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Writing Scams and Shams That Got Me

When you’ve been a writer for more than 30 years, odds are you’ve fallen for a scam or two. Make mine three and a half. The first was years ago in my drinking days, when my early career dreams were to be Charles Bukowski.

Based solely on my experience watching “Barfly,” I figured the key to a poet’s success was to get drunk in seedy places until you were discovered. So I tried it. And it worked!

One day out of nowhere, I got a letter in the mail that said so-and-so-random company wanted to make me a published poet. All I had to do is send them $50 and, oh yeah, a poem. I did.

To be fair, I guess it wasn’t really a scam. I did receive a colossal hardcover book packed with about 8,000 poems from other unknown poets. The typeface was the size of a gnat.

I had to scour onion-skin-thin pages with a magnifying glass to find my name. But indeed, there I was – a published poet!

The next scam was a sham. On a college campus, no less. I wrote a weekly column for the Brooklyn College “Excelsior,” but my column had gotten bumped one week for that irritating stuff called breaking news.

At least that was what I was told. When I flipped through the paper, I was shocked to see my column still there –but with “Jerry’s” face and byline.

It had not been an accident. Jerry had seen the printout of my column lying around the office, knew it wasn’t running that week, and submitted it as his own. Word. For. Word.

For the record, Jerry was some dude in his mid-40s who hung around the college newspaper office for unknown reasons. Not unlike a stray dog at the beach, we all thought he was somehow connected to somebody. So no one really questioned it.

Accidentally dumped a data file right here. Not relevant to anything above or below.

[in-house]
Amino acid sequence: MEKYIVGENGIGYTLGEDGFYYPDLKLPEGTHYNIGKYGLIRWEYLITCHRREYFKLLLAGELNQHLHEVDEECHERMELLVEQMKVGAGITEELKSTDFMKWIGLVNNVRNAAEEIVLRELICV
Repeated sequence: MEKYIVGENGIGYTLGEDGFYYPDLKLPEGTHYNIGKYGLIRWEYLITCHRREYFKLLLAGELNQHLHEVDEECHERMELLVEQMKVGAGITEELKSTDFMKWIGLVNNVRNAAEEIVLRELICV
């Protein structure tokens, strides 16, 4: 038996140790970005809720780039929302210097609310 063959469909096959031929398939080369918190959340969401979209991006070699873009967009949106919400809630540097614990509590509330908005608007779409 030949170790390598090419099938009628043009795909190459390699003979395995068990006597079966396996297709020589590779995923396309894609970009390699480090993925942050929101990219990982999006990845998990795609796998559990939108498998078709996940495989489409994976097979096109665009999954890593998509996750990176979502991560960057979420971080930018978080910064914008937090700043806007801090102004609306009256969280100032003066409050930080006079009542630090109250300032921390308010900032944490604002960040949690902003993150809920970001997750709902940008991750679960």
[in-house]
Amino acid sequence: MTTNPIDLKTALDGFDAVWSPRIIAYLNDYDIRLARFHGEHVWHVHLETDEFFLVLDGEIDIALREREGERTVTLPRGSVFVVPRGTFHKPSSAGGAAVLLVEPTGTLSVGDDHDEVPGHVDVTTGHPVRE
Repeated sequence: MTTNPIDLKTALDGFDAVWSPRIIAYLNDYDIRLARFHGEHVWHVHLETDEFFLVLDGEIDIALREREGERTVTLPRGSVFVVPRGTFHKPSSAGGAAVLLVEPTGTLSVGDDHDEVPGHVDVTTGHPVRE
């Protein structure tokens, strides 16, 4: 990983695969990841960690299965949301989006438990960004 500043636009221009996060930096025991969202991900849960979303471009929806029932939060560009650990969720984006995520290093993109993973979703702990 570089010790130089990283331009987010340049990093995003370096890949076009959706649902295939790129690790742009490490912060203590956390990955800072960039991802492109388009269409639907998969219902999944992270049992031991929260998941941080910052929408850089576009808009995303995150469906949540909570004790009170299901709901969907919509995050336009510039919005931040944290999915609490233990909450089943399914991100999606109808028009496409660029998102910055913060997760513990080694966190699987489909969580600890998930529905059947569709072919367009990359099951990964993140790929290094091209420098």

After the plagiarism incident, it was questioned…all the way to college authorities. Ends up he wasn’t even a student there. Just some dude in his mid-40s who hung around the college newspaper office for unknown reasons. He was banned from campus forever.

I recall him following me home on the subway, tears streaming down his face as he hung limply onto the overhead strap and begged me to drop my complaint against him. That image of him ingrained in my brain remains nearly as disturbing as the plagiarism.

Scam number three was again a publishing company. Since I was already a published poet, they couldn’t pull that one on my again. But they did get me to agree to run a second-edition of two of my previously published books.

They said they would handle all the marketing –which I believe is code for shut down the company and steal all the royalties.

Thankfully, the only money I paid out to them was to purchase author copies of my own books. Anyone want a second-edition copy of “Rats Incredible”?

The final half-scam is an email still sitting in my inbox. The subject line screams: “Netflix, Amazon and HBO Max want stories from Authors like YOU!” Wow. From a published poet who writes about rats? I’m intrigued!

Ends up all you have to do to apply is watch some video and then share your original idea for a film and television series. They’ll do the rest –which I believe is code for shut down the company and steal your original idea.

Yeah, I’m on to this one. I’ll file it right beside those other emails that promise I can make a living writing from home in my pajamas. I’ve been doing that since 2009, even without paying someone a bunch of money to find out how.

We published poets aren’t a bunch of dummies, after all. And we even have a $50 colossal book of poems to prove it.

Guest Author

By WriterAccess

Freelancer Ryn Gargulinski

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